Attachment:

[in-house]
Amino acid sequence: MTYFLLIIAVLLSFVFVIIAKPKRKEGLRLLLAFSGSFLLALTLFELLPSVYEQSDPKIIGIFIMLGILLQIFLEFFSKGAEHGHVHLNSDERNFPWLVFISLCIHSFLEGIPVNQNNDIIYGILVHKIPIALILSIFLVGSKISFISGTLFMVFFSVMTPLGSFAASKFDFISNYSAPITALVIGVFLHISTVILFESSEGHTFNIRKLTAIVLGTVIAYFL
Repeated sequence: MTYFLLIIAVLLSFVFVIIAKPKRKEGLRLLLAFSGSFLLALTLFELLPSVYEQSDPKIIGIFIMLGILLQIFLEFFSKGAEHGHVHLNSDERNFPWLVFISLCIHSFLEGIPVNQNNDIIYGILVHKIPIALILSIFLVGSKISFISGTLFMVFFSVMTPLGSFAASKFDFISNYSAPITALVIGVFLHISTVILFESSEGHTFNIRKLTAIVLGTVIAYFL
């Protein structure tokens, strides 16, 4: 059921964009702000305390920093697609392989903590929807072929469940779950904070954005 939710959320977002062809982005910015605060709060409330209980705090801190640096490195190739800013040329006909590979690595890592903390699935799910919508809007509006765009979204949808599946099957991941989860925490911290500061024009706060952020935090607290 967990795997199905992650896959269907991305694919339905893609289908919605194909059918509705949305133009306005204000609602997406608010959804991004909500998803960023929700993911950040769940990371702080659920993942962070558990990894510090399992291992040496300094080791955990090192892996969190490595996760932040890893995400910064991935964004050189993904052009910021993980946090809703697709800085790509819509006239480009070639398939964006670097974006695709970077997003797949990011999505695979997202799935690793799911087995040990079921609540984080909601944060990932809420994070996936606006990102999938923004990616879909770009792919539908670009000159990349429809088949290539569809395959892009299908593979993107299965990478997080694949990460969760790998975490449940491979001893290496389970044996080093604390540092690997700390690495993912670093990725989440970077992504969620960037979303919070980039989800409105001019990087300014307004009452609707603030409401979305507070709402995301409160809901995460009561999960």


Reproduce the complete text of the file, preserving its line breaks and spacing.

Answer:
[in-house]
Amino acid sequence: MTYFLLIIAVLLSFVFVIIAKPKRKEGLRLLLAFSGSFLLALTLFELLPSVYEQSDPKIIGIFIMLGILLQIFLEFFSKGAEHGHVHLNSDERNFPWLVFISLCIHSFLEGIPVNQNNDIIYGILVHKIPIALILSIFLVGSKISFISGTLFMVFFSVMTPLGSFAASKFDFISNYSAPITALVIGVFLHISTVILFESSEGHTFNIRKLTAIVLGTVIAYFL
Repeated sequence: MTYFLLIIAVLLSFVFVIIAKPKRKEGLRLLLAFSGSFLLALTLFELLPSVYEQSDPKIIGIFIMLGILLQIFLEFFSKGAEHGHVHLNSDERNFPWLVFISLCIHSFLEGIPVNQNNDIIYGILVHKIPIALILSIFLVGSKISFISGTLFMVFFSVMTPLGSFAASKFDFISNYSAPITALVIGVFLHISTVILFESSEGHTFNIRKLTAIVLGTVIAYFL
């Protein structure tokens, strides 16, 4: 059921964009702000305390920093697609392989903590929807072929469940779950904070954005 939710959320977002062809982005910015605060709060409330209980705090801190640096490195190739800013040329006909590979690595890592903390699935799910919508809007509006765009979204949808599946099957991941989860925490911290500061024009706060952020935090607290 967990795997199905992650896959269907991305694919339905893609289908919605194909059918509705949305133009306005204000609602997406608010959804991004909500998803960023929700993911950040769940990371702080659920993942962070558990990894510090399992291992040496300094080791955990090192892996969190490595996760932040890893995400910064991935964004050189993904052009910021993980946090809703697709800085790509819509006239480009070639398939964006670097974006695709970077997003797949990011999505695979997202799935690793799911087995040990079921609540984080909601944060990932809420994070996936606006990102999938923004990616879909770009792919539908670009000159990349429809088949290539569809395959892009299908593979993107299965990478997080694949990460969760790998975490449940491979001893290496389970044996080093604390540092690997700390690495993912670093990725989440970077992504969620960037979303919070980039989800409105001019990087300014307004009452609707603030409401979305507070709402995301409160809901995460009561999960």